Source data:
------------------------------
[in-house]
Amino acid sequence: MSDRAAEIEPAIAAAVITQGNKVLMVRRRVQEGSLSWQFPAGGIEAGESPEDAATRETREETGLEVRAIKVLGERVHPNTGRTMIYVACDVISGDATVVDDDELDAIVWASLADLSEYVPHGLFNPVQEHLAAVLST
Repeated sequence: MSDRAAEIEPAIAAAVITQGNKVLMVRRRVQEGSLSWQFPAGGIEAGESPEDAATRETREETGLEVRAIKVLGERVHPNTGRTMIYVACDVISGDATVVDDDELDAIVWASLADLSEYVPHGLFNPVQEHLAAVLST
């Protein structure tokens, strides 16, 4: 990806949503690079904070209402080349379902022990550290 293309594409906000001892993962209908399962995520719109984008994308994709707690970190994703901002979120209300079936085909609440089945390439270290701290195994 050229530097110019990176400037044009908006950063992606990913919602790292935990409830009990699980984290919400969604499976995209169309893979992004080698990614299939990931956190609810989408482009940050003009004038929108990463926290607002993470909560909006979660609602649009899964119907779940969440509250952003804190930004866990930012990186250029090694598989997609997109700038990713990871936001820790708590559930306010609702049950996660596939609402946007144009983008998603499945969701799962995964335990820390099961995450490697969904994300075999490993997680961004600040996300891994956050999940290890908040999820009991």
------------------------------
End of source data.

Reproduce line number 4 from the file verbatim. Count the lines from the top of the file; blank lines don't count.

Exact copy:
């Protein structure tokens, strides 16, 4: 990806949503690079904070209402080349379902022990550290 293309594409906000001892993962209908399962995520719109984008994308994709707690970190994703901002979120209300079936085909609440089945390439270290701290195994 050229530097110019990176400037044009908006950063992606990913919602790292935990409830009990699980984290919400969604499976995209169309893979992004080698990614299939990931956190609810989408482009940050003009004038929108990463926290607002993470909560909006979660609602649009899964119907779940969440509250952003804190930004866990930012990186250029090694598989997609997109700038990713990871936001820790708590559930306010609702049950996660596939609402946007144009983008998603499945969701799962995964335990820390099961995450490697969904994300075999490993997680961004600040996300891994956050999940290890908040999820009991």